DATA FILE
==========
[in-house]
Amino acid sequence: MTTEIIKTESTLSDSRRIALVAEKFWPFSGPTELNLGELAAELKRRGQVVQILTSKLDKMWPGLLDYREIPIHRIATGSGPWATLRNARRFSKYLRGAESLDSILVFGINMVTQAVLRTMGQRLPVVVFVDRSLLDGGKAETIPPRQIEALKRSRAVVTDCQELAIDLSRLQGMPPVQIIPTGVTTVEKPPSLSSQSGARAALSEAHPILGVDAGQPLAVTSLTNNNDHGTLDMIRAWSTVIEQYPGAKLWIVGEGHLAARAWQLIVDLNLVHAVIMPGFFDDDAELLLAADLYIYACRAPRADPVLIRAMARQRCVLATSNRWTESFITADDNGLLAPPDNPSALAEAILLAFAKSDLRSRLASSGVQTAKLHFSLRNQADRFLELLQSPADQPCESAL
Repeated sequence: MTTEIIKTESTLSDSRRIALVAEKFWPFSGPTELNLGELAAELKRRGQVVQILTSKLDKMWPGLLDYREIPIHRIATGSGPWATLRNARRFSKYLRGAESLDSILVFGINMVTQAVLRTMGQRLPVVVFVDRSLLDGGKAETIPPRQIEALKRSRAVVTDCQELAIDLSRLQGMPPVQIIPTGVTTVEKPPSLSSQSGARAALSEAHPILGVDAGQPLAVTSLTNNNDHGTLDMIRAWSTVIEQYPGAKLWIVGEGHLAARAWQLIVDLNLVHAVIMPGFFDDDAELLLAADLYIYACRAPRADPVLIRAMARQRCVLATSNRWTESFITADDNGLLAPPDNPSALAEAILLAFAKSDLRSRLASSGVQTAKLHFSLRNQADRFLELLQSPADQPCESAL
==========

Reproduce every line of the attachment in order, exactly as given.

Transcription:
[in-house]
Amino acid sequence: MTTEIIKTESTLSDSRRIALVAEKFWPFSGPTELNLGELAAELKRRGQVVQILTSKLDKMWPGLLDYREIPIHRIATGSGPWATLRNARRFSKYLRGAESLDSILVFGINMVTQAVLRTMGQRLPVVVFVDRSLLDGGKAETIPPRQIEALKRSRAVVTDCQELAIDLSRLQGMPPVQIIPTGVTTVEKPPSLSSQSGARAALSEAHPILGVDAGQPLAVTSLTNNNDHGTLDMIRAWSTVIEQYPGAKLWIVGEGHLAARAWQLIVDLNLVHAVIMPGFFDDDAELLLAADLYIYACRAPRADPVLIRAMARQRCVLATSNRWTESFITADDNGLLAPPDNPSALAEAILLAFAKSDLRSRLASSGVQTAKLHFSLRNQADRFLELLQSPADQPCESAL
Repeated sequence: MTTEIIKTESTLSDSRRIALVAEKFWPFSGPTELNLGELAAELKRRGQVVQILTSKLDKMWPGLLDYREIPIHRIATGSGPWATLRNARRFSKYLRGAESLDSILVFGINMVTQAVLRTMGQRLPVVVFVDRSLLDGGKAETIPPRQIEALKRSRAVVTDCQELAIDLSRLQGMPPVQIIPTGVTTVEKPPSLSSQSGARAALSEAHPILGVDAGQPLAVTSLTNNNDHGTLDMIRAWSTVIEQYPGAKLWIVGEGHLAARAWQLIVDLNLVHAVIMPGFFDDDAELLLAADLYIYACRAPRADPVLIRAMARQRCVLATSNRWTESFITADDNGLLAPPDNPSALAEAILLAFAKSDLRSRLASSGVQTAKLHFSLRNQADRFLELLQSPADQPCESAL